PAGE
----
7.Thanks to this robust engagement that makes for a greater public ownership of laws coming out of the legislature, we have been able to pass many Bills aimed at revamping our business environment. These include: The Companies and Allied Matters Act (CAMA) (Amendment) Bill, The Credit Reporting Bill (now signed into law), The Electronic Transaction Bill 2015, the Federal Competition and Consumer Protection Commission Bill, The Custom and Excise Bill, and the Secure Transactions in Movable Assets Bill (also signed into law).

8.After a legislative stalemate of nearly two decades, we passed the Petroleum Industry Governance Bill by a dint of sheer determination. The Petroleum Industry Bill (PIB), when it is passed in its entirety, should lead to a total reformation of the oil and gas sector. The Public Procurement Act has also been reviewed. Each of these Bills is a landmark piece of legislation in its own right. Taken together, they represent a sea-change in the intersection of the legislature and the private sector in this country, and the impact is already being felt in the renewed confidence of our recovering economy, and in our encouraging showing on the 2018 Ease of Doing Business Ranking.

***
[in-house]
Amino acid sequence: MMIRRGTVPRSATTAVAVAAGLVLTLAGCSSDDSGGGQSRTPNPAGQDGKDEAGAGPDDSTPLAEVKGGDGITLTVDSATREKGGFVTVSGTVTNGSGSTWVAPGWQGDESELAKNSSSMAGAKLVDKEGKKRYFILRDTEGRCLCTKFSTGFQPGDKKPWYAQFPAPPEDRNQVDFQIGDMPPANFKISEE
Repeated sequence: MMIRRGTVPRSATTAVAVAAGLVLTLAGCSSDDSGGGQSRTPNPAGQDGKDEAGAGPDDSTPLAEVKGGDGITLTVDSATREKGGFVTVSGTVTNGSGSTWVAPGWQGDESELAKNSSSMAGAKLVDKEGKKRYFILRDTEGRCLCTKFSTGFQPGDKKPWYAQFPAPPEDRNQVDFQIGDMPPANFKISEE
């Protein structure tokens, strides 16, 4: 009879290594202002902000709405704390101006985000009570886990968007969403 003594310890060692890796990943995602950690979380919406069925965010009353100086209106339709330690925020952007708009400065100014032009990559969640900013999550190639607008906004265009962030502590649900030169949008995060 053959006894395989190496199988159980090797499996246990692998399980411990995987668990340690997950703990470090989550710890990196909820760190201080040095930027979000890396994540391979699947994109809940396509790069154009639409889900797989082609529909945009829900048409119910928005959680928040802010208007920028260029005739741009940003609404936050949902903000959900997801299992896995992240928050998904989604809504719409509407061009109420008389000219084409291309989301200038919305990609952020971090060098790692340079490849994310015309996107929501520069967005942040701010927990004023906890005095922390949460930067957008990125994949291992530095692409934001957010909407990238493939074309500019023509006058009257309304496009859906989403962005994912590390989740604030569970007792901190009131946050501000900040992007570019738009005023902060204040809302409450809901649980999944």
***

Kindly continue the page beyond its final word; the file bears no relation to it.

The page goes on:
9.In terms of National Leadership, let me say that I am a firm believer in leading by example. When we set out on the 8th National Assembly, I pledged that we would run a more transparent parliament than Nigeria had ever seen, to protect our common patrimony through effective lawmaking, oversight and representation. We have taken lawmaking back to the people, and broken new grounds in public engagement and scrutiny of the legislature.

10.The daily plenary is now streamed live for all to see and gain first-hand knowledge of the legislature. Furthermore, our budget is now uploaded online, for greater transparency, as part of the Open NASS initiative. The 8th National Assembly has also made history by being the first to hold joint public hearings on the budget, as part of the budget approval process. Earlier this month, on 7th November, President Muhammadu Buhari presented the 2018 Appropriation Bill at a joint session of the National Assembly.

11.I believe tonight’s Award is in recognition of the efforts of the entire membership of the 8th National Assembly and all those who have partnered with us in the project of repositioning Nigeria’s economy. On my way here this evening, I remembered the words of Martin Luther King Jr. in his Nobel Address, when he stated that: “Every time I take a flight, I am always mindful of the many people who make a successful journey possible, the known pilots and the unknown ground crew.”

12.Distinguished Ladies and Gentlemen, it is in that spirit that I accept this Award, on behalf of all the people – known and unknown – who are doing their part to revamp Nigeria’s economy, so we can set out dear country even further on the road to greater development and prosperity.

13.Thank you all very much. Enjoy your evening.


Abubakar Bukola Saraki MBBS CON (pronunciationⓘ; born on 19 December 1962) is a Nigerian politician who served as the 13th president of the Nigerian Senate from 2015 to 2019.[1][2] He previously served as the governor of Kwara State from 2003 to 2011; and was elected to the Senate in 2011, under the Peoples Democratic Party (PDP), representing the Kwara Central Senatorial District, and then re-elected in the 2015 general elections